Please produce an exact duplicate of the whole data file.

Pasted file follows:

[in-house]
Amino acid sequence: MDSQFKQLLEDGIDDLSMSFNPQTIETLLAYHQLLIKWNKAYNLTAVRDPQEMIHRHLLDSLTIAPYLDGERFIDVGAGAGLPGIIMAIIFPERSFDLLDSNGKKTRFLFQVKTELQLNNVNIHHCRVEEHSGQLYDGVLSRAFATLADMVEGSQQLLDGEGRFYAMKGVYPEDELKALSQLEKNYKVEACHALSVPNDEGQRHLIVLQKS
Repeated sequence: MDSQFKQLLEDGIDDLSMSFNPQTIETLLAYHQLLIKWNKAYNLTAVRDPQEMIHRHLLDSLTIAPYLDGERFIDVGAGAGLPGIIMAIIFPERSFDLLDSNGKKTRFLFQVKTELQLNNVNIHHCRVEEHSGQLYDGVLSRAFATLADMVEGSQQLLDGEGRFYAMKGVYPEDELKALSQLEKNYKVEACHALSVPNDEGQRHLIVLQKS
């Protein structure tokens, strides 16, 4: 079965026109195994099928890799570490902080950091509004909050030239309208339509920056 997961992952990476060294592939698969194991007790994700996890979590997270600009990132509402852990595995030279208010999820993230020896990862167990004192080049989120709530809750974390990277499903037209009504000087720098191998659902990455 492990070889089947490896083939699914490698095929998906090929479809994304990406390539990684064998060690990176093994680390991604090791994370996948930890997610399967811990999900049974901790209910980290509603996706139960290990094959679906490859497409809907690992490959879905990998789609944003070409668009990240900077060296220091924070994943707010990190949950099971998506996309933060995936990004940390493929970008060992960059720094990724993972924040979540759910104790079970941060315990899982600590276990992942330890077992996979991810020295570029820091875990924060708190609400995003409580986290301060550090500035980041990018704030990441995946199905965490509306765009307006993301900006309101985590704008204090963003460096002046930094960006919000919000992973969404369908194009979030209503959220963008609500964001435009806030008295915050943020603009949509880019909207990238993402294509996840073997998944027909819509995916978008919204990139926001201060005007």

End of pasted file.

[in-house]
Amino acid sequence: MDSQFKQLLEDGIDDLSMSFNPQTIETLLAYHQLLIKWNKAYNLTAVRDPQEMIHRHLLDSLTIAPYLDGERFIDVGAGAGLPGIIMAIIFPERSFDLLDSNGKKTRFLFQVKTELQLNNVNIHHCRVEEHSGQLYDGVLSRAFATLADMVEGSQQLLDGEGRFYAMKGVYPEDELKALSQLEKNYKVEACHALSVPNDEGQRHLIVLQKS
Repeated sequence: MDSQFKQLLEDGIDDLSMSFNPQTIETLLAYHQLLIKWNKAYNLTAVRDPQEMIHRHLLDSLTIAPYLDGERFIDVGAGAGLPGIIMAIIFPERSFDLLDSNGKKTRFLFQVKTELQLNNVNIHHCRVEEHSGQLYDGVLSRAFATLADMVEGSQQLLDGEGRFYAMKGVYPEDELKALSQLEKNYKVEACHALSVPNDEGQRHLIVLQKS
């Protein structure tokens, strides 16, 4: 079965026109195994099928890799570490902080950091509004909050030239309208339509920056 997961992952990476060294592939698969194991007790994700996890979590997270600009990132509402852990595995030279208010999820993230020896990862167990004192080049989120709530809750974390990277499903037209009504000087720098191998659902990455 492990070889089947490896083939699914490698095929998906090929479809994304990406390539990684064998060690990176093994680390991604090791994370996948930890997610399967811990999900049974901790209910980290509603996706139960290990094959679906490859497409809907690992490959879905990998789609944003070409668009990240900077060296220091924070994943707010990190949950099971998506996309933060995936990004940390493929970008060992960059720094990724993972924040979540759910104790079970941060315990899982600590276990992942330890077992996979991810020295570029820091875990924060708190609400995003409580986290301060550090500035980041990018704030990441995946199905965490509306765009307006993301900006309101985590704008204090963003460096002046930094960006919000919000992973969404369908194009979030209503959220963008609500964001435009806030008295915050943020603009949509880019909207990238993402294509996840073997998944027909819509995916978008919204990139926001201060005007």